A force stand for an energy platform system which is operative to generate electrical energy from the weight of a moving vehicle. The force stand comprising a vertical beam and an electricity producing stage moveably attached to the beam. The translation of the stage along the beam is operative to produce electrical energy. The force stand further comprises a drive assembly mechanically coupled to the stage and the energy platform system. The drive assembly is configured to translate the stage upwardly on the beam as the vehicle moves over the energy platform system and then translate the stage downwardly when the vehicle is not moving over the energy platform system. In this respect, the stage produces electricity when moving both upwardly and downwardly on the vertical beam such that a constant flow of electricity is produced.
In accordance with the preferred embodiment of the present invention, the drive assembly may be a hydraulic cylinder mechanically coupled to the stage such that as the vehicle moves over the energy platform system, hydraulic fluid is compressed and drives a piston rod of the hydraulic cylinder upwardly to move the stage. Alternatively, the drive assembly may be a scissor lift. In this respect, the scissor lift will comprise a hydraulic cylinder mechanically coupled thereto and operative to extend the scissor lift. Accordingly, as the vehicle drives over the energy platform system, hydraulic fluid will be pressurized and drive a piston rod of the hydraulic cylinder which will extend the scissor lift. In either instance (i.e., hydraulic cylinder or scissor lift), when a vehicle is not driving over the energy platform system, a relief valve will release hydraulic fluid from the hydraulic cylinder such that the electricity producing stage will move downwardly on the beam and produce electrical energy.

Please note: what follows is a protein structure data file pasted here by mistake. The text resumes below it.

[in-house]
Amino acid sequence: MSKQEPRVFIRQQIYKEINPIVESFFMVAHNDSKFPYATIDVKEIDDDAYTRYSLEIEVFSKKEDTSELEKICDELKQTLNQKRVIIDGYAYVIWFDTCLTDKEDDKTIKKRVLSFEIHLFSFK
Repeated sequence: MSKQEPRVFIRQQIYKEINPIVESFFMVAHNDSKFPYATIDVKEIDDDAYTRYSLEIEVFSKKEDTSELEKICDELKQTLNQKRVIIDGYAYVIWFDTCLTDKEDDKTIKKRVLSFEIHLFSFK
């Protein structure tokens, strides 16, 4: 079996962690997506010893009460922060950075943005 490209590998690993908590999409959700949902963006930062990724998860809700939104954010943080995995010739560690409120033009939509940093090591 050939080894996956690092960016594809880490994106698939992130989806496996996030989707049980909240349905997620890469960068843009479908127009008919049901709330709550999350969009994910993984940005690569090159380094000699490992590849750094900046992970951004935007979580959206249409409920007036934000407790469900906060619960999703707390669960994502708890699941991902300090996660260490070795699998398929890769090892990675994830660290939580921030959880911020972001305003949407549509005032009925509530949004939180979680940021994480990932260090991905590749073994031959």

In the preferred embodiment of the present invention, the electricity producing stage comprises a gear mechanism mechanically coupled to the vertical beam and a generator attached to the gear mechanism. The generator is operative to produce electricity from the movement of the gear mechanism. In this respect, the gear mechanism will include a gear mechanically coupled to the vertical beam and a gear box disposed between the gear and the generator such that as the stage translates upwardly and downwardly on the vertical beam, the gear will rotate and thereby turn the generator via the gear box. In order to rotate the gear, the vertical beam may comprise a gear rack which is cooperatively engageable to the gear. As will be recognized by those of ordinary skill in the art, the gear rack comprises a set of teeth which are formed complimentary to teeth of the gear such that the gear will rotate by translation of the stage.